For example, I no longer begrudge the 40 minutes it takes me to tie something articulated that the cohos are just going to beat to ribbons. Rather, I look at it as honoring a fish that is the very definition of purpose. I’ll amend Ryan Sorsdahl by saying that not only do “pretty fish deserve pretty flies,” but that these singularly-devoted migrants deserve to be hooked on something just as deliberate as they themselves are. For that matter, all fish do. Armed with such appreciation, I’m also far more careful about my proportions—even on something as rough-and-ready as a Hare’s Ear—as a result of some long winter hours spent watching Shann Jones demonstrate the humble Brassie and Scott Murdock dote over an Atlantic salmon fly. I also, thanks mostly to an outing with Scott just last summer, take more time to sit and enjoy the pocks of rising grayling. Each and every one is a miracle.
The Harebrain, designed to imitate Gulkana sockeye smolt.
I’ve learned to make time for experiments, and to do my best to make these experiments as outrageous as possible. Gabe Smith, Mike Cole, Jason Rivers, and Derek Fergus demonstrate this ability particularly well, and it only takes a brief glance at what they’ve come up with to see the value in such a thing. You cannot be afraid to mess up. I mean, what’s the worst that could happen? You tie something that looks like a radioactive owl pellet and embarrass yourself in front of…yourself? Give it a try and see what works.
Naturally I’ve done my best to do this over the past few months. The new-and-improved Def Leppard, in fact, is probably my best example of experimentation gone right. It’s also my homage to the likes of George Cook’s Popsicle, George Krumm’s Leechy-Sculpiny Thing, Mark Hieronymus’s Goblin, and Jonathan Farmer’s Avenger. There’s likely a lot about it that can be improved, but hey, I whipped it out the night before a king trip and whadda ya know, the prototype swung up a gorgeous 25-pound chromer. As Mark Hieronymus would say: “Listen to the fish.”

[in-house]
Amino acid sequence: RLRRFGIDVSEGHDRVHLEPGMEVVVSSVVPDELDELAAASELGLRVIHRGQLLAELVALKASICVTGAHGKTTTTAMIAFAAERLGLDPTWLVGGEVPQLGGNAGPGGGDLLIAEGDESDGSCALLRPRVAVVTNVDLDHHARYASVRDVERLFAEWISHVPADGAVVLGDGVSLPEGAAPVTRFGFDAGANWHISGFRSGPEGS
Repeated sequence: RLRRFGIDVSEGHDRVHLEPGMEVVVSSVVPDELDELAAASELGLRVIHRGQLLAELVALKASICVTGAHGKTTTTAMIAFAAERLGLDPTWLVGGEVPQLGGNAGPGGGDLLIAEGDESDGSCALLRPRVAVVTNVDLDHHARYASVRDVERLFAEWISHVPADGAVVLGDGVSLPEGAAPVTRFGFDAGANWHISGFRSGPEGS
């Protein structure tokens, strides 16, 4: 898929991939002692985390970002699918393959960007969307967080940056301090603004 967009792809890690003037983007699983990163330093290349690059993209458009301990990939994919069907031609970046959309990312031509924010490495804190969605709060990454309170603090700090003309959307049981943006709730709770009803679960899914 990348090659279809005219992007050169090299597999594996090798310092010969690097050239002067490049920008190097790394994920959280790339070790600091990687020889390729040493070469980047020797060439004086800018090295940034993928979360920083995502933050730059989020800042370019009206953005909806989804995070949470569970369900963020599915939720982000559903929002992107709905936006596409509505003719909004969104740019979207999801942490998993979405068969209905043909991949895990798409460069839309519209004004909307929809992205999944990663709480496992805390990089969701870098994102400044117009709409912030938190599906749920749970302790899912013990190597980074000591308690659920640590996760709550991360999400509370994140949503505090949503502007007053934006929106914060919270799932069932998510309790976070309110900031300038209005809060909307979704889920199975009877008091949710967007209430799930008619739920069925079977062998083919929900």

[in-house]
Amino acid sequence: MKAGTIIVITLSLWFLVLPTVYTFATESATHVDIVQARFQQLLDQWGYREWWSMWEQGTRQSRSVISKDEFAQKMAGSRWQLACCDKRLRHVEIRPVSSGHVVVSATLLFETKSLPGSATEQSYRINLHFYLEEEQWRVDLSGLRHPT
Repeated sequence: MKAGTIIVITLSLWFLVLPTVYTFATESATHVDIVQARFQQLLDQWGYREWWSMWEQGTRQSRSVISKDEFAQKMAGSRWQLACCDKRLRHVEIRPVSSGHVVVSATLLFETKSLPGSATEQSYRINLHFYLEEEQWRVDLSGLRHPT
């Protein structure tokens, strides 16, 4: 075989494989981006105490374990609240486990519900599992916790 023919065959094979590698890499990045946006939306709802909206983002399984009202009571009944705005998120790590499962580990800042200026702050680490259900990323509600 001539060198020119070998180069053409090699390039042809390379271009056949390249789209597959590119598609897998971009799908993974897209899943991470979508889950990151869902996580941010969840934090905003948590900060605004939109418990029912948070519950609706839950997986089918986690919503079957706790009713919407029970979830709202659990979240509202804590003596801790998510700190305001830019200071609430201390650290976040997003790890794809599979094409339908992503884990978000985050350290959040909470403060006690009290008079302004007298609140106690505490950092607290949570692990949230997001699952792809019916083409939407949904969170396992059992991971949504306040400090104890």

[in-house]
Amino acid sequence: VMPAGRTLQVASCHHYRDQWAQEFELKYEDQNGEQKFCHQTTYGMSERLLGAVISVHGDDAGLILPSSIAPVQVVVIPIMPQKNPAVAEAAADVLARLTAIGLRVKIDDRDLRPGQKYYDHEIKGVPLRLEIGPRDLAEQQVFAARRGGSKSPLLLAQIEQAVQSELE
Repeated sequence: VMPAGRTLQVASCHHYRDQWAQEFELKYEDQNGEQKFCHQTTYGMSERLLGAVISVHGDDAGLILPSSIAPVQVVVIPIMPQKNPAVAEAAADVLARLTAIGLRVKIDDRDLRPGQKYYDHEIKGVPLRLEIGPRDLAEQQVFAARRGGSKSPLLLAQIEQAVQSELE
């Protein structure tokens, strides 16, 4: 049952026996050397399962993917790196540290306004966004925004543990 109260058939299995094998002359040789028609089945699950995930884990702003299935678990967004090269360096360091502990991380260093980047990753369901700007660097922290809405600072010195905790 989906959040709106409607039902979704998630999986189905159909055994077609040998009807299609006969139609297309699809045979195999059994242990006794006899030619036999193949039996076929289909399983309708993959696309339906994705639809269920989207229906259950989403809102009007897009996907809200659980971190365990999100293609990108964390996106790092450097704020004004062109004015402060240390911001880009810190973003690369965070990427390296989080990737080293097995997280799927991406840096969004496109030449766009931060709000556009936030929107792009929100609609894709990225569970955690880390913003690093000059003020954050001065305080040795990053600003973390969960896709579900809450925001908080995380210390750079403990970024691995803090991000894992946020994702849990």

Trying to remember all of George Krumm’s stillwater advice…and not particularly succeeding.
My Harebrain fly is another example. This one is as much a copycat of Mark Hieronymus’s Doppelganger as it is an emulation of Jason Rivers making use of whatever material he happens to have on hand. Back in March, I found myself with more snowshoe hare products than I knew what to do with. I tied emergers and dry flies galore with the feet, of course, but I had piles of salted hides on top of that. The obvious application was to use the long, felty hairs for smolt patterns, for which they performed admirably. I really can’t think of a material that better simulates the soft and semi-transparent fragility of a baby salmon, particularly when paired with an olive-and-black underdub (for parr marks) and a wing of marten tail fibers. Initially I tied these on stinger-style hooks like you see on most baitfish patterns, but after some short-striking rogues made a fool of me in the Gulkana Canyon, I turned to articulation. The Harebrain is now one of my favorite swinging flies, made all the more satisfying because I obtained the materials myself, and because in order to do so I had to know a bit about the land and the animals that live there.
The Def Leppard, 3.0. This is the latest version, spun up in colors destined for a coho.